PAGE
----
Troubleshooting Your Dissertation Writing Process

Usually most dissertation supervisor–student relationships proceed without problems and need little attention. However, from time to time, relationships break down. If you find yourself in this situation you need to face up to the problem and deal with it. Ignoring the problem means you're in danger of losing out on passing your dissertation as well as feeling pretty miserable in the process.

You’re inevitably going to regret getting into such a situation – so start acting now to find a solution to your difficulty. How you go about solving your difficulty depends quite a bit on the nature of the problem itself.

Dissertation troubleshooting: No response from your supervisor

You’ve tried contacting your supervisor but she simply isn’t available. Your next step is to go to one of your tutors or a member of the support staff who knows you well and explain that you can’t get in touch with your supervisor.

Keep copies of any emails, perhaps printing out the emails to show that you’ve made several attempts to contact your supervisor. Give your supervisor ample time to get in touch with you, but when this stretches to a few weeks, take some action.

Dissertation troubleshooting: Your supervisor doesn’t mark your draft work

If you arrange with your supervisor for her to make comments on a piece of your draft work but she fails to complete the work as arranged, your first step is to contact your supervisor directly. If you get no response after about a week, contact your supervisor again.

Take copies of any emails you have from your supervisor about marking your draft work and then arrange to see a different tutor or a member of the support staff. Explain the situation calmly and ask the tutor or support staff what they think you should do. Take a copy of your draft work because it's possible that another member of staff is able to comment on your work in place of your supervisor.

Don’t destroy your relationship with your supervisor by accusing her of doing or not doing something that she had no idea she was supposed to do, or not do. Contact her before you march off to the office to file an irate complaint.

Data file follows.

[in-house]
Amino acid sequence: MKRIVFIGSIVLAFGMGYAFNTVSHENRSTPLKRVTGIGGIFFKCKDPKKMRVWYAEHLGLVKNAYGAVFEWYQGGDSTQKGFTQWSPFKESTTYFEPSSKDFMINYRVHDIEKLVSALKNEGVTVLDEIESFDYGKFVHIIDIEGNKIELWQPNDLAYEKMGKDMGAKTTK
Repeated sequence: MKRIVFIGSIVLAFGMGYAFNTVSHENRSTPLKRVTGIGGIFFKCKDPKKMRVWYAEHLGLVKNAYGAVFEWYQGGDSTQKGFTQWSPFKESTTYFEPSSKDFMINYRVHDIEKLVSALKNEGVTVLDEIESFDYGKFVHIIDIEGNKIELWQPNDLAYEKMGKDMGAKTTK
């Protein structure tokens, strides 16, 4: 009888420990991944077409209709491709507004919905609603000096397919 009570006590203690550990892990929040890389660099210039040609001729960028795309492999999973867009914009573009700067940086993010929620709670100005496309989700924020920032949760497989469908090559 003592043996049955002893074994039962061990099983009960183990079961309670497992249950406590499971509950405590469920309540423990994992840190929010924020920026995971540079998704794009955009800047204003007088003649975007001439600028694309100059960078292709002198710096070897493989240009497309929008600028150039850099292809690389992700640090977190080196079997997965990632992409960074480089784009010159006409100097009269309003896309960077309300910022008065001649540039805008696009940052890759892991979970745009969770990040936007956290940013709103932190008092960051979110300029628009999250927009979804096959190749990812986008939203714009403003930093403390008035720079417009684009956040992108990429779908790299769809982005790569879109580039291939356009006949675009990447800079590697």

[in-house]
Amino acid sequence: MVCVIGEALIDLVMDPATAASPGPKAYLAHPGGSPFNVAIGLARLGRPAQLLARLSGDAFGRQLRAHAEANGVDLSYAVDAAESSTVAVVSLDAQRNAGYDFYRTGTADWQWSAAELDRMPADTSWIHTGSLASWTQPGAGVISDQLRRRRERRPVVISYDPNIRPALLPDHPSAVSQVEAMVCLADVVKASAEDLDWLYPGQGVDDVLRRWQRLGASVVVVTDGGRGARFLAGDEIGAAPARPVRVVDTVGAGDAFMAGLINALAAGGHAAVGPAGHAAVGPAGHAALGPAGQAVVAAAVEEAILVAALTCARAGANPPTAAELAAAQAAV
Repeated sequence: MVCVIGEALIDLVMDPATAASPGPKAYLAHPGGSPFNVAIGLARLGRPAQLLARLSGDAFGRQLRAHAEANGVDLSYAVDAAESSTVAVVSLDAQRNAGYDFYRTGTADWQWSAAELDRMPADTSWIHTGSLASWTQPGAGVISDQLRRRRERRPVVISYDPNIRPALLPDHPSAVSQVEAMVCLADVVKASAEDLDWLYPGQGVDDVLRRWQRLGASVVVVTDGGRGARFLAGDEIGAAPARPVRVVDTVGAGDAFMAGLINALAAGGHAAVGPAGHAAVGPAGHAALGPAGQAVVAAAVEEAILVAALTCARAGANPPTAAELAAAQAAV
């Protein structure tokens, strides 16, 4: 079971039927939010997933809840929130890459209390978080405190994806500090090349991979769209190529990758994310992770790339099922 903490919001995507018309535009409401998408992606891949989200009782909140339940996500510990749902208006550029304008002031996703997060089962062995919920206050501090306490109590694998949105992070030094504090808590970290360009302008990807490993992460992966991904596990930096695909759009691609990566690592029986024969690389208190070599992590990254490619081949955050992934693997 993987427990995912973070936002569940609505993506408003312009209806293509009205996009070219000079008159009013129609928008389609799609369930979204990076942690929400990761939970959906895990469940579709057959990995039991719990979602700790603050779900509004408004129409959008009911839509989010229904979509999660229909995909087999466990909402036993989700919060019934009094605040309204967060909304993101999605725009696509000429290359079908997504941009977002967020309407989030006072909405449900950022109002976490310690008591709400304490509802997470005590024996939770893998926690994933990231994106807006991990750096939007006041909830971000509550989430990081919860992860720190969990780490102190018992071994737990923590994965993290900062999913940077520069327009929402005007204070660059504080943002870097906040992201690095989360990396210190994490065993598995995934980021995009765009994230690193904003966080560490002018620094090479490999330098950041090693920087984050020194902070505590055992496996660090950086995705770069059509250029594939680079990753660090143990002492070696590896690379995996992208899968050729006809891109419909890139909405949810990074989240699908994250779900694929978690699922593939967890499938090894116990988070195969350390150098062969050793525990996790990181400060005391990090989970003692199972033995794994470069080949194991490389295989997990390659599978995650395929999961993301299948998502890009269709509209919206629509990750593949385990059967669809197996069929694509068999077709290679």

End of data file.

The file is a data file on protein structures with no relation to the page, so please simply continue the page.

Dissertation troubleshooting: Don’t wait to contact your supervisor until the eleventh hour

Your supervisor is your main source of support when you’re writing your dissertation – ignore your supervisor at your peril. Usually you’re assigned to a supervisor early on in the first stages of your dissertation (or even in the preceding term). It’s your responsibility to arrange a first meeting with your supervisor, so get in touch as soon as possible.

Leaving contacting your supervisor until the eleventh hour is a potential disaster. You’re going to loose out on invaluable support and advice, cutting down on the time she has to help you – and making her very cross indeed.

Don’t have one meeting and then drop off the radar. Most supervisors aren’t in the business of calling or emailing students – the responsibility lies on your shoulders – so make sure that you contact your tutor to arrange regular meeting times.

Dissertation troubleshooting: Pay attention to your supervisor’s suggestions

You may sometimes feel that your supervisor never, ever stops. ‘The importance of having a literature review’, and ‘What are you going to include in your research methodology section?’ Your supervisor may try to persuade you to limit the data you’re presenting or talk you into narrowing the focus of your research question. Bear in mind that your supervisor generally has good reasons for making such suggestions.

Think about it. Your supervisor more than anything wants you to pass, not fail. A successful student is just one more feather in the cap for a supervisor.

Listening to the advice of your friends may be more agreeable and privately you may be thinking that your dissertation is groundbreaking, exceptional and unique. Don’t forget your supervisor has likely read more dissertations than you and your friends have had hot dinners.

Maybe you just like to be different or you hate to ‘doing as you’re told’? Just because your supervisor says that a dissertation on evolutionary theory really ought to mention Darwin, doesn’t mean that she’s necessarily right. Or, does it?

Dissertation troubleshooting: Talk to others about your dissertation

Don’t make the mistake of cutting yourself off from friends and family while you’re working on your dissertation. Get your friends and family involved by making them feel that they’ve got something useful to contribute. Of course, ultimately you’re going to be working alone when writing up your research findings, but along the way it can benefit you greatly by engaging with other people and talking about your dissertation – both the content and the process.

Explaining your ideas with others helps you spot any weaknesses in your argument or gaps in your data. One of your friends or someone in your family can so often come up with a brilliant comment helping you to clarify your thinking. By talking about what you’re researching and writing you get see where you work may need improving, and being asked questions can help you to anticipate some of the discussions you’re going to be having later with your supervisor.

When it comes to talking about the process of writing your dissertation, your friends and family are likely to come up with any number of tips for the actual writing, from the best time of day to get started – to the best time of day to switch off and join your friends in the pub.

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